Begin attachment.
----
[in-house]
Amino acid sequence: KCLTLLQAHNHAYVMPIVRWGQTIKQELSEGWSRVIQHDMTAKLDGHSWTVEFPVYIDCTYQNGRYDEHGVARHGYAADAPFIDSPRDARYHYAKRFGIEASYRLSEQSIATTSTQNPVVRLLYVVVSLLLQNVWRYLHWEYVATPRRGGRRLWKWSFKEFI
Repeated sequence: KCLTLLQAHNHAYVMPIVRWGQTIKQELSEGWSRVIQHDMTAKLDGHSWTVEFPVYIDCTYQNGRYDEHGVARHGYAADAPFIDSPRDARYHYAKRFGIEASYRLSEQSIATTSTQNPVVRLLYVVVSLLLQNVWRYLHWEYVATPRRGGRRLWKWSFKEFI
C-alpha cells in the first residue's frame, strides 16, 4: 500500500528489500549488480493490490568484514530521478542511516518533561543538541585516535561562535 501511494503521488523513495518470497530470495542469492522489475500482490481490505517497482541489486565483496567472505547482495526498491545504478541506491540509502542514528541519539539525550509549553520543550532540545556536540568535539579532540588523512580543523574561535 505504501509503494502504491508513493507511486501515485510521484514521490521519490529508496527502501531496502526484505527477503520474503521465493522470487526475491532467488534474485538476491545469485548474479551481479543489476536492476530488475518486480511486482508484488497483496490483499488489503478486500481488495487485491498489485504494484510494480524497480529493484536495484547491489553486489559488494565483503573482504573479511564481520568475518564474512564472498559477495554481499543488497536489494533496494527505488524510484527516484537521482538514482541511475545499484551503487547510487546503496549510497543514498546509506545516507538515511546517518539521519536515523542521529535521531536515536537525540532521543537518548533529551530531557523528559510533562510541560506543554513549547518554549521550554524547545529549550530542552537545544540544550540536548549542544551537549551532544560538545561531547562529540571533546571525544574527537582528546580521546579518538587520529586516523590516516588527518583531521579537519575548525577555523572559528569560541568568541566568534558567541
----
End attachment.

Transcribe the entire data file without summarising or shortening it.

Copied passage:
[in-house]
Amino acid sequence: KCLTLLQAHNHAYVMPIVRWGQTIKQELSEGWSRVIQHDMTAKLDGHSWTVEFPVYIDCTYQNGRYDEHGVARHGYAADAPFIDSPRDARYHYAKRFGIEASYRLSEQSIATTSTQNPVVRLLYVVVSLLLQNVWRYLHWEYVATPRRGGRRLWKWSFKEFI
Repeated sequence: KCLTLLQAHNHAYVMPIVRWGQTIKQELSEGWSRVIQHDMTAKLDGHSWTVEFPVYIDCTYQNGRYDEHGVARHGYAADAPFIDSPRDARYHYAKRFGIEASYRLSEQSIATTSTQNPVVRLLYVVVSLLLQNVWRYLHWEYVATPRRGGRRLWKWSFKEFI
C-alpha cells in the first residue's frame, strides 16, 4: 500500500528489500549488480493490490568484514530521478542511516518533561543538541585516535561562535 501511494503521488523513495518470497530470495542469492522489475500482490481490505517497482541489486565483496567472505547482495526498491545504478541506491540509502542514528541519539539525550509549553520543550532540545556536540568535539579532540588523512580543523574561535 505504501509503494502504491508513493507511486501515485510521484514521490521519490529508496527502501531496502526484505527477503520474503521465493522470487526475491532467488534474485538476491545469485548474479551481479543489476536492476530488475518486480511486482508484488497483496490483499488489503478486500481488495487485491498489485504494484510494480524497480529493484536495484547491489553486489559488494565483503573482504573479511564481520568475518564474512564472498559477495554481499543488497536489494533496494527505488524510484527516484537521482538514482541511475545499484551503487547510487546503496549510497543514498546509506545516507538515511546517518539521519536515523542521529535521531536515536537525540532521543537518548533529551530531557523528559510533562510541560506543554513549547518554549521550554524547545529549550530542552537545544540544550540536548549542544551537549551532544560538545561531547562529540571533546571525544574527537582528546580521546579518538587520529586516523590516516588527518583531521579537519575548525577555523572559528569560541568568541566568534558567541